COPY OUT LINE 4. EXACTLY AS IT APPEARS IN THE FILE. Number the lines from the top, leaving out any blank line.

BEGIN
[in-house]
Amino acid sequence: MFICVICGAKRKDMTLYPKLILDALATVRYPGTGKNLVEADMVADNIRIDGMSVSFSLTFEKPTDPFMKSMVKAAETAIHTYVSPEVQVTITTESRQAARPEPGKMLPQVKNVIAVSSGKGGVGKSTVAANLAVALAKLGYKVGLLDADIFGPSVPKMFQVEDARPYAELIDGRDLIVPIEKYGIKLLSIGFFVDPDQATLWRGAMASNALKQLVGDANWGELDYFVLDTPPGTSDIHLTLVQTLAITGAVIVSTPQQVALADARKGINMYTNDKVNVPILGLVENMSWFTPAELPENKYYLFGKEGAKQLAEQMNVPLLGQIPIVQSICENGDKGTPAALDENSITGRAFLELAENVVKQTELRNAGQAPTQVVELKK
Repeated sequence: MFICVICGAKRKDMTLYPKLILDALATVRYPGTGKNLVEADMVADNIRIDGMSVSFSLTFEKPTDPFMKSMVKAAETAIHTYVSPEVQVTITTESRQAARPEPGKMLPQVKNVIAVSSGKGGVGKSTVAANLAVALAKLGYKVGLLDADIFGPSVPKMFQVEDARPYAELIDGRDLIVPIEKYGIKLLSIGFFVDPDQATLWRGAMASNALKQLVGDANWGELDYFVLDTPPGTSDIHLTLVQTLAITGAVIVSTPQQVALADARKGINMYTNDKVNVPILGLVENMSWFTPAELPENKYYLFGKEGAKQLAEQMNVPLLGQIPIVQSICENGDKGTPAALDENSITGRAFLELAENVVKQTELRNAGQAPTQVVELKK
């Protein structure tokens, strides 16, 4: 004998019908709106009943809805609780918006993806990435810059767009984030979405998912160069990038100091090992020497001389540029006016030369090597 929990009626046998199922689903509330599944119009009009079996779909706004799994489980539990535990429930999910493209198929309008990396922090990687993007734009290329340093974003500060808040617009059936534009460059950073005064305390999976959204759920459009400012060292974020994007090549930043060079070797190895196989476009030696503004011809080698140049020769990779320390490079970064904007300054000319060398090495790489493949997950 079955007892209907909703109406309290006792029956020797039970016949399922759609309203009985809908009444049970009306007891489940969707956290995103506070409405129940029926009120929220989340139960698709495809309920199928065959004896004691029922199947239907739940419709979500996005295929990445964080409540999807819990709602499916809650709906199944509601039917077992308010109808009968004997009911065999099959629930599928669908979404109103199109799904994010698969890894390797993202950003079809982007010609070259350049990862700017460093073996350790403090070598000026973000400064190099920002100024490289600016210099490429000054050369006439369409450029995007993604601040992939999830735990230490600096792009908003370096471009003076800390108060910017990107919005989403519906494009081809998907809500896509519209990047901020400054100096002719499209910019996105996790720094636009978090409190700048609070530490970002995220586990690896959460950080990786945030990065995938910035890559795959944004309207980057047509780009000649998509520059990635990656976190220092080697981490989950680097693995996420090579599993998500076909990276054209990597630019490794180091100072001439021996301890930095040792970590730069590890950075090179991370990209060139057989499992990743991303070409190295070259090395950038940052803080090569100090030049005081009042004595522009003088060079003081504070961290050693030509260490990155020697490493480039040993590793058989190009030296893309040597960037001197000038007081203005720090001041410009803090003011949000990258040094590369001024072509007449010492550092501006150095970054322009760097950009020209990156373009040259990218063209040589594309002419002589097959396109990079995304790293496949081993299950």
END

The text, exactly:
């Protein structure tokens, strides 16, 4: 004998019908709106009943809805609780918006993806990435810059767009984030979405998912160069990038100091090992020497001389540029006016030369090597 929990009626046998199922689903509330599944119009009009079996779909706004799994489980539990535990429930999910493209198929309008990396922090990687993007734009290329340093974003500060808040617009059936534009460059950073005064305390999976959204759920459009400012060292974020994007090549930043060079070797190895196989476009030696503004011809080698140049020769990779320390490079970064904007300054000319060398090495790489493949997950 079955007892209907909703109406309290006792029956020797039970016949399922759609309203009985809908009444049970009306007891489940969707956290995103506070409405129940029926009120929220989340139960698709495809309920199928065959004896004691029922199947239907739940419709979500996005295929990445964080409540999807819990709602499916809650709906199944509601039917077992308010109808009968004997009911065999099959629930599928669908979404109103199109799904994010698969890894390797993202950003079809982007010609070259350049990862700017460093073996350790403090070598000026973000400064190099920002100024490289600016210099490429000054050369006439369409450029995007993604601040992939999830735990230490600096792009908003370096471009003076800390108060910017990107919005989403519906494009081809998907809500896509519209990047901020400054100096002719499209910019996105996790720094636009978090409190700048609070530490970002995220586990690896959460950080990786945030990065995938910035890559795959944004309207980057047509780009000649998509520059990635990656976190220092080697981490989950680097693995996420090579599993998500076909990276054209990597630019490794180091100072001439021996301890930095040792970590730069590890950075090179991370990209060139057989499992990743991303070409190295070259090395950038940052803080090569100090030049005081009042004595522009003088060079003081504070961290050693030509260490990155020697490493480039040993590793058989190009030296893309040597960037001197000038007081203005720090001041410009803090003011949000990258040094590369001024072509007449010492550092501006150095970054322009760097950009020209990156373009040259990218063209040589594309002419002589097959396109990079995304790293496949081993299950």